Gluten-free in Barcelona

Catherine Rose tells you how to eat amazingly - but totally gluten free – in her favourite city. And take in the sights....


God, I LOVE Barcelona! I have been quite a number of times and each time have fallen in love with it a bit more. It’s a city that you can walk around for hours and days and still feel there’s more to see. But can you enjoy the food there if you are a Coeliac? YES YOU CAN!

So here is my 3 day guide to Barcelona: Coeliac style. I have detailed places to eat whilst still hitting great sightseeing spots. I do suggest walking everywhere so you can see as much of the city as possible and it also gives you a chance to go off-piste and explore.

Day 1: Park Guell & Gaudi

You cannot visit Barcelona without a trip to Park Guell (above) and a visit to see just how much more of the Sagrada Familia has got to go before it’s completed (hint: it’s still a lot!) The two iconic Gaudi feats are what most people visit Barcelona to see, and whether you are a tourist or not, they’re worth a visit.


Start your day off with a walk or metro ride from your accommodation to Jansana Gluten Free Bakery. This bakery is 100% gluten free and offers everything you would want from Catalan and Spanish patisserie. My absolute favourite are the ensaïmada which are light as air with a beautiful sugary, powdery coating! Make sure that you go hungry and have space to carry extra snacks around with you.

After this, you’ll need to walk a bit (trust me) so walk to Casa Mila a few streets away. This is a house designed by Guadi and built in the first two decades of the 1900’s. Then, on to Park Guell. It’s about a 45 minute walk and it’s through beautiful neighbourhoods. Watch out for the steep bit towards the park though.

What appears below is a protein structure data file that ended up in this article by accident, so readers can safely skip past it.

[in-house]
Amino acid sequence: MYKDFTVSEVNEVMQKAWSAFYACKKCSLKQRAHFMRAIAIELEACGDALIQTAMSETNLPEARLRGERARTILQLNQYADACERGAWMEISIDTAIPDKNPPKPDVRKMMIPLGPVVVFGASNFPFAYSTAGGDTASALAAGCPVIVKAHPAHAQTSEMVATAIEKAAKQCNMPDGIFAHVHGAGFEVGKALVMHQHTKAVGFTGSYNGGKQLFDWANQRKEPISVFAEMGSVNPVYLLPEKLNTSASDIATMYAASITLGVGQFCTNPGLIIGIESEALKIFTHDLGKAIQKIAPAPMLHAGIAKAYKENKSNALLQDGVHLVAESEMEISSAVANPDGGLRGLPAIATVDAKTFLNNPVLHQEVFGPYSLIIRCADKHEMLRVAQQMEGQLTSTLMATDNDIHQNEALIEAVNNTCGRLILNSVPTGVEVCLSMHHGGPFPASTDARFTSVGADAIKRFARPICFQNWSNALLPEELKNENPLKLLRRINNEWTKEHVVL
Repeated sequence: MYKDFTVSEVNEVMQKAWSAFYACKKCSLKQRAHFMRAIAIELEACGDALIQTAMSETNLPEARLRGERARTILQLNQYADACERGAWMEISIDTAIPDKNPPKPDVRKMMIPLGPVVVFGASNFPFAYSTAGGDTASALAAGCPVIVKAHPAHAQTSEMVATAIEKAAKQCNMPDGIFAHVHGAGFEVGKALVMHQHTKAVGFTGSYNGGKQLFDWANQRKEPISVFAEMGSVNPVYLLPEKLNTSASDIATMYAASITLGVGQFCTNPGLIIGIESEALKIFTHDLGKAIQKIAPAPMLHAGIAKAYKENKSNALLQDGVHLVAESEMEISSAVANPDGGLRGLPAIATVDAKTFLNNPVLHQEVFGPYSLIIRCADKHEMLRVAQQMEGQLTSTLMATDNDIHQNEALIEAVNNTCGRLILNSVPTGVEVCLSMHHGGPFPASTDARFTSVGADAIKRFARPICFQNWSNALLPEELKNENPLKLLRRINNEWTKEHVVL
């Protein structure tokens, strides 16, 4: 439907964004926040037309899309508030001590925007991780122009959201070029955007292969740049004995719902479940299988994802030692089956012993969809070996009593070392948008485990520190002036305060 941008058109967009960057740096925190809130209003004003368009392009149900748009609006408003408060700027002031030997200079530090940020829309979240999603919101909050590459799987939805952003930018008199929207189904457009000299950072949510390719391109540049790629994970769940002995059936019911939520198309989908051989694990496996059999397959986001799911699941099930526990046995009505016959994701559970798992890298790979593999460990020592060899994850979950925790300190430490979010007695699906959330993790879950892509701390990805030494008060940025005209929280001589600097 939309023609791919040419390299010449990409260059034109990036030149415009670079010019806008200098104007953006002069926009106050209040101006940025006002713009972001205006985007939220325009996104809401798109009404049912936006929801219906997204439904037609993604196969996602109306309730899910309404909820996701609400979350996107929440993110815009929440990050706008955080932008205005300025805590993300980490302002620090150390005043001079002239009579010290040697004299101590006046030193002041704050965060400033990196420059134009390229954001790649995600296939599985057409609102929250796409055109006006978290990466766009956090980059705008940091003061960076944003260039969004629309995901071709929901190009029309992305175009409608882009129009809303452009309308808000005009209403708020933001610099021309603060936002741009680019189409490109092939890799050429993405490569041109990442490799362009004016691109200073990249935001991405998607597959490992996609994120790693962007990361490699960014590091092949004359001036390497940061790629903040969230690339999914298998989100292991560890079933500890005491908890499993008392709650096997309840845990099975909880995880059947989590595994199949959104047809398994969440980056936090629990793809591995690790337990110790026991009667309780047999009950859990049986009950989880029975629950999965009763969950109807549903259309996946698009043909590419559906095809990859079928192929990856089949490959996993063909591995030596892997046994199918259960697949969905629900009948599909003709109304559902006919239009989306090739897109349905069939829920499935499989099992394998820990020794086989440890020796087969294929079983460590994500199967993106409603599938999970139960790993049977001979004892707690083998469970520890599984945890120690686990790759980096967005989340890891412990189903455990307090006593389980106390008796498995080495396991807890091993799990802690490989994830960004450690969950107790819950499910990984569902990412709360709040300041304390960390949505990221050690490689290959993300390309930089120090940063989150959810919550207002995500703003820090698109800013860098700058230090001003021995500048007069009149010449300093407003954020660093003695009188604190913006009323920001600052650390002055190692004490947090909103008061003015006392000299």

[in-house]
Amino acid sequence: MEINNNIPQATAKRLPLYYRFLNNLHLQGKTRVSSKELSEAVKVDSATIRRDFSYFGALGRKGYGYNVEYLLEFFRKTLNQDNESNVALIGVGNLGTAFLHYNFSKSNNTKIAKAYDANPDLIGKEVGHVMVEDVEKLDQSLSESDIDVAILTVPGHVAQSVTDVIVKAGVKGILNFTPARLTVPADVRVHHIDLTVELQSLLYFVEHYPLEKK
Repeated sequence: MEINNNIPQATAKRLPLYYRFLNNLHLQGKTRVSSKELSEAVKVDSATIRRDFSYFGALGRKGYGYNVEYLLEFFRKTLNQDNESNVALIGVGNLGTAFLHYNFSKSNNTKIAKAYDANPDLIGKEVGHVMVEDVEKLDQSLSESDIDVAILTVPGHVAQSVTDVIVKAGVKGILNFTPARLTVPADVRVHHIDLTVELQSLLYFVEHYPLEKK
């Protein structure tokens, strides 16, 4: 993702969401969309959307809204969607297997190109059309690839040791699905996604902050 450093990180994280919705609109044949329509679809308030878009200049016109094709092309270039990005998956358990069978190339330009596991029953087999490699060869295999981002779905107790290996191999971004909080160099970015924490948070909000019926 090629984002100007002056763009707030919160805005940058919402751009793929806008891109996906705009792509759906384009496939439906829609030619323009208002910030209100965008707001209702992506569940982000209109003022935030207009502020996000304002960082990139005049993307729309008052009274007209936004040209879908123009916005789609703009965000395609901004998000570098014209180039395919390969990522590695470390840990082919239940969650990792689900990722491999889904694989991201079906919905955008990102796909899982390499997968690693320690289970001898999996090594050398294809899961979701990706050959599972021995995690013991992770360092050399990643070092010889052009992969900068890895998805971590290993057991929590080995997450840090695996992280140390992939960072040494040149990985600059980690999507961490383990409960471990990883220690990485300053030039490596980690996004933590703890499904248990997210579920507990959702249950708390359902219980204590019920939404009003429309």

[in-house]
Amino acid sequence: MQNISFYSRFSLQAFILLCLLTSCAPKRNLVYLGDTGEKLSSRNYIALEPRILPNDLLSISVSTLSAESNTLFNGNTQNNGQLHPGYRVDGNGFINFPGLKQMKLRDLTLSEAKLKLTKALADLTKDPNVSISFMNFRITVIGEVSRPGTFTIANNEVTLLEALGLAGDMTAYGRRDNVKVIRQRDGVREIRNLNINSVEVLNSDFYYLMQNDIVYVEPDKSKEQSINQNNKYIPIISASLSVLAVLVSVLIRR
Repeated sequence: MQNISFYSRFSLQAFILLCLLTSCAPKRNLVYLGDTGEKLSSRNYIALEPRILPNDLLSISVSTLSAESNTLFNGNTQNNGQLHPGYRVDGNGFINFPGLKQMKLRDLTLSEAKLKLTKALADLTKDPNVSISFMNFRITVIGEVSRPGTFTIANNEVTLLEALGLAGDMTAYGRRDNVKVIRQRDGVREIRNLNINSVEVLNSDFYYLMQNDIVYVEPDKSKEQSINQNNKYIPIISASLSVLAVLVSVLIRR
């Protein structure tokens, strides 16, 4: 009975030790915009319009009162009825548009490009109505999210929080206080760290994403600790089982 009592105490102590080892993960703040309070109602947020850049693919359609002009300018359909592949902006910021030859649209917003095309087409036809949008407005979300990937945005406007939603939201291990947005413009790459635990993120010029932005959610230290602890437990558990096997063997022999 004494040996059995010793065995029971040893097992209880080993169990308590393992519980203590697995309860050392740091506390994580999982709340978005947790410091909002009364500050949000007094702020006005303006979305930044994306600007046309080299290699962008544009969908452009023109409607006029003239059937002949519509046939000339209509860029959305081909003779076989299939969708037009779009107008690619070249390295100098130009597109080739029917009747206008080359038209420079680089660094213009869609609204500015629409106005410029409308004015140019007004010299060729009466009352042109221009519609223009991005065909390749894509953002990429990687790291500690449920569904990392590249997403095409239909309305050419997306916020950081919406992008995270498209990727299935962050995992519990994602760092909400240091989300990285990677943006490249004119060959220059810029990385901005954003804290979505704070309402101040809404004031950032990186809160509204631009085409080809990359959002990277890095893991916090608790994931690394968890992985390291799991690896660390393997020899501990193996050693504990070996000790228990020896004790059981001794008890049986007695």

After the park you’ll be hungry, so try either Rabipelao Gràcia or Gut for lunch.

Rabipelao Gràcia is an Argentinian Arepa restaurant just a few streets away from Park Guell. They offer a fully gluten free menu and their arepas are to die for. Alternatively Gut is a little bit further away but is also great. It is a restaurant designed for dietary restrictions with items clearly marked on their menu for gluten free, organic, vegetarian, egg free and dairy free. The menu is clean, innovative and exciting.

From lunch, walk to the crowning sight in Barcelona: the Sagrada Familia. You could walk around this cathedral for hours and still not have seen everything. It’s just stunning.

Nearby is a great chicken restaurant called Els Pollos if you fancy an early dinner.

If not, head back to your accommodation and have a nap before going to one of my favourite restaurants in the world: Passadis del Pep by the waterfront. You will need to book ahead as they are always fully booked and let them know you are gluten free at the time of booking. It’s worth also reminding your waiter when you are seated too. This restaurant has no menu. Instead you are served course after course of fish, seafood, meats and delicacies until you say “stop”. The food is so fresh an perfectly seasoned and, because it is mostly fresh fish, there is very little gluten here. It is a little expensive so whenever I go to Barcelona, this is my treat. (Top tip: wear stretchy trousers!)

Day 2: Football & Markets